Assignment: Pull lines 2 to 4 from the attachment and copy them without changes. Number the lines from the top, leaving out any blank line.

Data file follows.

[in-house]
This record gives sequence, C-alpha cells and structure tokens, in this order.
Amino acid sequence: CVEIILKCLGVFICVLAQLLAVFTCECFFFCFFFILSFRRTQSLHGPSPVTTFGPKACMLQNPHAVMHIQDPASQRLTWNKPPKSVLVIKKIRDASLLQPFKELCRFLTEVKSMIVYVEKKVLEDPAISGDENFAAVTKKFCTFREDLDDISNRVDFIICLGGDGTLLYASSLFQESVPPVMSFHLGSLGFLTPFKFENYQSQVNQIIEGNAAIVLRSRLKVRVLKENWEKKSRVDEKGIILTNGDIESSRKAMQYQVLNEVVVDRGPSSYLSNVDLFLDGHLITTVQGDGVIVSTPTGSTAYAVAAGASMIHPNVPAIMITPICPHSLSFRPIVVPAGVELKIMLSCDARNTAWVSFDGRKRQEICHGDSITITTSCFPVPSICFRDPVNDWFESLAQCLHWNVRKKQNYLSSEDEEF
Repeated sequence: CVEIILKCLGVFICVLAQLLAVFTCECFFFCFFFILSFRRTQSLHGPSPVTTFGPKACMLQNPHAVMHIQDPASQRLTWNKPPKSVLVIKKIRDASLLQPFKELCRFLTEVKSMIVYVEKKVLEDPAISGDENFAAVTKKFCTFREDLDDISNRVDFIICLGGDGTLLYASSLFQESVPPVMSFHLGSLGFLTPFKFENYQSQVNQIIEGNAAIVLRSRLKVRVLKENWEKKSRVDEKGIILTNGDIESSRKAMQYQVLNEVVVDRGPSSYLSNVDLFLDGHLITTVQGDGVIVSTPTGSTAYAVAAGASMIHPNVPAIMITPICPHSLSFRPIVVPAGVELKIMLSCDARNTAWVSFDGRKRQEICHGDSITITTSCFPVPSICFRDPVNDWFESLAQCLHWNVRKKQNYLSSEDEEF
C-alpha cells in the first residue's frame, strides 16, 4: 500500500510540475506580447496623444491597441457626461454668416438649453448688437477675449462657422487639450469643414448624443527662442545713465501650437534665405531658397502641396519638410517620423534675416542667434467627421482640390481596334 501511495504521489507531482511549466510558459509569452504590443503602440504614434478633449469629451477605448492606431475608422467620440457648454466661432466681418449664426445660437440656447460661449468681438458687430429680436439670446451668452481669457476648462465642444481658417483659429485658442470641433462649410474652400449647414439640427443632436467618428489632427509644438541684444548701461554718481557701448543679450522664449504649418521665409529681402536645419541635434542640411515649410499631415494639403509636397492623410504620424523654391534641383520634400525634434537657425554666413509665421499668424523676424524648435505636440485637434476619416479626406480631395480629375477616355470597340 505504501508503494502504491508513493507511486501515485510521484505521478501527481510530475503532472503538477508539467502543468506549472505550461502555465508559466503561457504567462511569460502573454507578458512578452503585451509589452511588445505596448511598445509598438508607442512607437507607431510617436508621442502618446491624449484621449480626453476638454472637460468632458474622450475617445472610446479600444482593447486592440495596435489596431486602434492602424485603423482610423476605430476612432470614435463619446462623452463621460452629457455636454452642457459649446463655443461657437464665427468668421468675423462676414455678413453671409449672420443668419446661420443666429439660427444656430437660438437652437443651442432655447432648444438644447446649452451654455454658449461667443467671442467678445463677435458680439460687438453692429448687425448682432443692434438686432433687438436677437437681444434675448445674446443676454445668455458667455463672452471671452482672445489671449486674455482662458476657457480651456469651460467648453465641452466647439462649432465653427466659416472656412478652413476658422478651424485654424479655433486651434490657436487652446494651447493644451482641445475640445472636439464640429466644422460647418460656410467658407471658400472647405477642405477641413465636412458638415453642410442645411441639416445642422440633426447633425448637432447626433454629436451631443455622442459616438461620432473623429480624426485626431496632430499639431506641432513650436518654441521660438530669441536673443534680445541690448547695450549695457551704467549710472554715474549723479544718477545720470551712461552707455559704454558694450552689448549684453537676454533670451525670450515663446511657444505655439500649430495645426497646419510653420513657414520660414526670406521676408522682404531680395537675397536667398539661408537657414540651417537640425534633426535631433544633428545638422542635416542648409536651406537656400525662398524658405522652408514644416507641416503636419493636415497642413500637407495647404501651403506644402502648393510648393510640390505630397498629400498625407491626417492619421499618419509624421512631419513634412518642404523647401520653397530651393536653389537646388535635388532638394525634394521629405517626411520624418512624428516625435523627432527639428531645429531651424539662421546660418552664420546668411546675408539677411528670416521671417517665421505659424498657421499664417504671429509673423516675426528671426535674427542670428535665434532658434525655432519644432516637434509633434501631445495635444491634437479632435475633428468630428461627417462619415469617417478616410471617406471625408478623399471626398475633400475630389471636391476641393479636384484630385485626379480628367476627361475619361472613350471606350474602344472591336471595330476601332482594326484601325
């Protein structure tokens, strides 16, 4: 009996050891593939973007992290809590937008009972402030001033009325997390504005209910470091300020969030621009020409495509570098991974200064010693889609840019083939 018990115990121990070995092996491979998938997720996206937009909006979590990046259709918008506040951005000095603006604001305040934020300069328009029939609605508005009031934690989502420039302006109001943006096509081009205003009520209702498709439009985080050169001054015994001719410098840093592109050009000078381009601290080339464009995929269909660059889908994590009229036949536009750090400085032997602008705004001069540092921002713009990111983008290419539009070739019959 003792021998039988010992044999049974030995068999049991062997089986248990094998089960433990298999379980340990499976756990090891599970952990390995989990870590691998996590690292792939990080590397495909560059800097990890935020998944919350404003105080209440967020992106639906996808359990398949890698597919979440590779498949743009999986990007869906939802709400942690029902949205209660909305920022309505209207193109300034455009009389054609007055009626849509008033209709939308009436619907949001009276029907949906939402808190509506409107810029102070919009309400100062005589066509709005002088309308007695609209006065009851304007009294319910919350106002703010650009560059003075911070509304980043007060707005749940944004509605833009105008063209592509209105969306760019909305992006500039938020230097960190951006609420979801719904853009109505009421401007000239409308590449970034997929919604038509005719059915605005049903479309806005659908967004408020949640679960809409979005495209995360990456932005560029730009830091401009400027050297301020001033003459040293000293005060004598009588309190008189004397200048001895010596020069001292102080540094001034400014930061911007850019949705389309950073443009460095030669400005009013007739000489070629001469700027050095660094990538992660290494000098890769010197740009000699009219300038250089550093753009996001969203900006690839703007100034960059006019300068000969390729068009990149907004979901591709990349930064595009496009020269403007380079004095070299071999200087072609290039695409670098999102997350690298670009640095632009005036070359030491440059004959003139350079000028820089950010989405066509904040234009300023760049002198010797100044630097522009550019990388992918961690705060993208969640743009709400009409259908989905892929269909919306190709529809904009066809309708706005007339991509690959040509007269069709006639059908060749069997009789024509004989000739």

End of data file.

This record gives sequence, C-alpha cells and structure tokens, in this order.
Amino acid sequence: CVEIILKCLGVFICVLAQLLAVFTCECFFFCFFFILSFRRTQSLHGPSPVTTFGPKACMLQNPHAVMHIQDPASQRLTWNKPPKSVLVIKKIRDASLLQPFKELCRFLTEVKSMIVYVEKKVLEDPAISGDENFAAVTKKFCTFREDLDDISNRVDFIICLGGDGTLLYASSLFQESVPPVMSFHLGSLGFLTPFKFENYQSQVNQIIEGNAAIVLRSRLKVRVLKENWEKKSRVDEKGIILTNGDIESSRKAMQYQVLNEVVVDRGPSSYLSNVDLFLDGHLITTVQGDGVIVSTPTGSTAYAVAAGASMIHPNVPAIMITPICPHSLSFRPIVVPAGVELKIMLSCDARNTAWVSFDGRKRQEICHGDSITITTSCFPVPSICFRDPVNDWFESLAQCLHWNVRKKQNYLSSEDEEF
Repeated sequence: CVEIILKCLGVFICVLAQLLAVFTCECFFFCFFFILSFRRTQSLHGPSPVTTFGPKACMLQNPHAVMHIQDPASQRLTWNKPPKSVLVIKKIRDASLLQPFKELCRFLTEVKSMIVYVEKKVLEDPAISGDENFAAVTKKFCTFREDLDDISNRVDFIICLGGDGTLLYASSLFQESVPPVMSFHLGSLGFLTPFKFENYQSQVNQIIEGNAAIVLRSRLKVRVLKENWEKKSRVDEKGIILTNGDIESSRKAMQYQVLNEVVVDRGPSSYLSNVDLFLDGHLITTVQGDGVIVSTPTGSTAYAVAAGASMIHPNVPAIMITPICPHSLSFRPIVVPAGVELKIMLSCDARNTAWVSFDGRKRQEICHGDSITITTSCFPVPSICFRDPVNDWFESLAQCLHWNVRKKQNYLSSEDEEF